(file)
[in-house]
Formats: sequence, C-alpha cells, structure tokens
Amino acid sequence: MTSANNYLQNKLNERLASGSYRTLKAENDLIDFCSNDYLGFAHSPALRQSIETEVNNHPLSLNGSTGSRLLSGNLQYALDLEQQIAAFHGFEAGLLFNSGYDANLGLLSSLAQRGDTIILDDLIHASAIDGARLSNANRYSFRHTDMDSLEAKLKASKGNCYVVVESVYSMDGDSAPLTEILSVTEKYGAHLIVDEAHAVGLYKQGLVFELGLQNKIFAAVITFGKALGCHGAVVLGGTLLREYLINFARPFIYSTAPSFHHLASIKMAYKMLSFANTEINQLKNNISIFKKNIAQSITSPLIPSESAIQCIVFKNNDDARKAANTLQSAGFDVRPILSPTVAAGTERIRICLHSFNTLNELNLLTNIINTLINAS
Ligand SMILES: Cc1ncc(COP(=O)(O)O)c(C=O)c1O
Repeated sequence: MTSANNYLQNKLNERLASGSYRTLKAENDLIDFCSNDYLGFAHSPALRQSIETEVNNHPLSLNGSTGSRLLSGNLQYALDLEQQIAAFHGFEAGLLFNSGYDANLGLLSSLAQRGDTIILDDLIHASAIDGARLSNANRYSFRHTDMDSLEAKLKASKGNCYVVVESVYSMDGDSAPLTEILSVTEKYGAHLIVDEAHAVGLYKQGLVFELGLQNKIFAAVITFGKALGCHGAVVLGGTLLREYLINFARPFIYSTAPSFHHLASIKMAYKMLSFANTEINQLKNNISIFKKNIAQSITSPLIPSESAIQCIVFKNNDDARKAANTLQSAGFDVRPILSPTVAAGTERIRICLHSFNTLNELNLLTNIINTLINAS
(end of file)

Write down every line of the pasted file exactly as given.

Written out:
[in-house]
Formats: sequence, C-alpha cells, structure tokens
Amino acid sequence: MTSANNYLQNKLNERLASGSYRTLKAENDLIDFCSNDYLGFAHSPALRQSIETEVNNHPLSLNGSTGSRLLSGNLQYALDLEQQIAAFHGFEAGLLFNSGYDANLGLLSSLAQRGDTIILDDLIHASAIDGARLSNANRYSFRHTDMDSLEAKLKASKGNCYVVVESVYSMDGDSAPLTEILSVTEKYGAHLIVDEAHAVGLYKQGLVFELGLQNKIFAAVITFGKALGCHGAVVLGGTLLREYLINFARPFIYSTAPSFHHLASIKMAYKMLSFANTEINQLKNNISIFKKNIAQSITSPLIPSESAIQCIVFKNNDDARKAANTLQSAGFDVRPILSPTVAAGTERIRICLHSFNTLNELNLLTNIINTLINAS
Ligand SMILES: Cc1ncc(COP(=O)(O)O)c(C=O)c1O
Repeated sequence: MTSANNYLQNKLNERLASGSYRTLKAENDLIDFCSNDYLGFAHSPALRQSIETEVNNHPLSLNGSTGSRLLSGNLQYALDLEQQIAAFHGFEAGLLFNSGYDANLGLLSSLAQRGDTIILDDLIHASAIDGARLSNANRYSFRHTDMDSLEAKLKASKGNCYVVVESVYSMDGDSAPLTEILSVTEKYGAHLIVDEAHAVGLYKQGLVFELGLQNKIFAAVITFGKALGCHGAVVLGGTLLREYLINFARPFIYSTAPSFHHLASIKMAYKMLSFANTEINQLKNNISIFKKNIAQSITSPLIPSESAIQCIVFKNNDDARKAANTLQSAGFDVRPILSPTVAAGTERIRICLHSFNTLNELNLLTNIINTLINAS